Winglets, horizontal stabilizerlets and vertical stabilizerlets?
Hi, As you may know from a previous post, I do not believe winglets are of any significant value and fall into the category of fads. If they are of any value, why are none on the 787? If winglets are of any value, why has no one installed horizontal stabilizerlets? Or why has no one installed vertical stabilizerlets? I would appreciate your thoughts...
Thanks! Dick Siano
Captain Richard P. Siano, 49 Samson Drive, Flemington, New Jersey, 08822-5104, (908)642-4444, TWA Boeing 747, Aeronca Champ, 1998 Corvette Like Reply
Location: In some hotel downroute or in some hotel doing union negotiations.
Winglets have been widely used in the most aerodynamically efficient class of airplanes, glider planes, for quite some time. They are standard for the last 20 years or so now, even on open class planes where no restriction on wingspan exists. Of course that is purely low speed flying.
The 787 uses a so-called raked wingtip which is in theory more efficient than winglets, but uses a lot more wingspan, for that reason the shorter-range 787-3 was at one time designed with winglets instead (less wingspan for cramped airports). The -3 has vanished for other reasons by now, but i found it interesting that they used basically both methods on a similar wing.
Hi, If winglets are of any value, why has no one installed horizontal stabilizerlets? Or why has no one installed vertical stabilizerlets?
The easiest one first, the vertical.
The vertical stabilizer or fin generates zero sideforce under its most efficient overall configuration, zero sideslip/zero rudder. Therefore there is very little benefit in reducing the induced drag of the fin - the best way to make the fin efficient is to have a straight aircraft at zero sideslip/zero rudder.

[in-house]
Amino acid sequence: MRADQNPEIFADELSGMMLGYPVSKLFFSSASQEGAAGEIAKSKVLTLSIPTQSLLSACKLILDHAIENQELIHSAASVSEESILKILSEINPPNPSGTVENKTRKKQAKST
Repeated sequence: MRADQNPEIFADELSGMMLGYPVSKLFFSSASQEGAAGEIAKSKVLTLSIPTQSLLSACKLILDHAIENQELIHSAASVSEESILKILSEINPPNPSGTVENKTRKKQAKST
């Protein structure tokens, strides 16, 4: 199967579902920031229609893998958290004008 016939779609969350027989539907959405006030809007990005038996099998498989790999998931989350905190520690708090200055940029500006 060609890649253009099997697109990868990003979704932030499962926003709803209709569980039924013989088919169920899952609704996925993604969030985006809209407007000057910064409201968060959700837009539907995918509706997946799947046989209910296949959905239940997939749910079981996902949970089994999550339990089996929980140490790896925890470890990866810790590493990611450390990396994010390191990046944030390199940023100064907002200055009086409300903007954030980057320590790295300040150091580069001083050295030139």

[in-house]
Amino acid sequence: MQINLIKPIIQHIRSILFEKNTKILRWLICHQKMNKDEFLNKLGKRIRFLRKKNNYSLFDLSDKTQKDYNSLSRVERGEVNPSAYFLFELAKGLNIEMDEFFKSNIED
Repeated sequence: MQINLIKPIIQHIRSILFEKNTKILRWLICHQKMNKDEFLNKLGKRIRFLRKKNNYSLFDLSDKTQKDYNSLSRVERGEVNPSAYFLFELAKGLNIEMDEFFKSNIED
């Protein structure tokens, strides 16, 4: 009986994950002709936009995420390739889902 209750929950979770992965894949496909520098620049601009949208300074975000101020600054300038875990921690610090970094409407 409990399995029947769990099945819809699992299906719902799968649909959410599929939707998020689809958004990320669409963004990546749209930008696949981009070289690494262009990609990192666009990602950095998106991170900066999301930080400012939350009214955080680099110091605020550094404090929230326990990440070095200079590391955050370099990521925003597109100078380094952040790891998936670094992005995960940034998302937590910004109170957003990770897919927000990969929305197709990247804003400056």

Additionally, you dont know which way you'd want to bend the winglet because you cant (under most circumstaqnces) predict which way the fin might be lifting, because the ideal is ZERO.
The horizontal isnt quite as evident, but again the best solution for cruise drag for the tailplane is to minimize the load, through cg control etc., rather than to find a way to make the tail lift better. The critical cases for the tailplane are conditions where drag is a secondary consideration, where the max trim lift is required. So again, hard to justify wingletting the tail.
Location: In some hotel downroute or in some hotel doing union negotiations.
Found an interesting article on flightblogger about new winglet developments by aviation partners. Wouldn't be surprised to see a new design of winglets for the 737 MAX. After all it is already hard for boeing to achieve their over ambitious plans for that variant of the 737 without being able to offer a fan diameter close to that on the A320 NEO.
It is my understanding the Dassault 7X when introduced had no winglets. Marcel Dassault is rolling over in his grave as a result of his strong beliefs in proper airfoil design. You would think that when they installed winglets you could simply compare performances and fuel burn with and without them. However, when the winglets were installed on the 7X the wing span was increased as well as a couple of hundred pounds of structure to beef up the wing structure was added at the same time. It is like trying to compare oranges to apples. Much of the added range may simply have come from a higher wing aspect ratio and how much improvement is due to the winglet is difficult to measure. in spite of many aircraft being equipped with winglets today, I remain skeptical to the level of improvement due to a new winglets as advertised at the NBAA convention of being responsible for more than a 9% fuel savings. The effort of Boeing to achieve a 20% fuel savings by the design of the 787 which has no winglets adds to my argument. Just my opinion...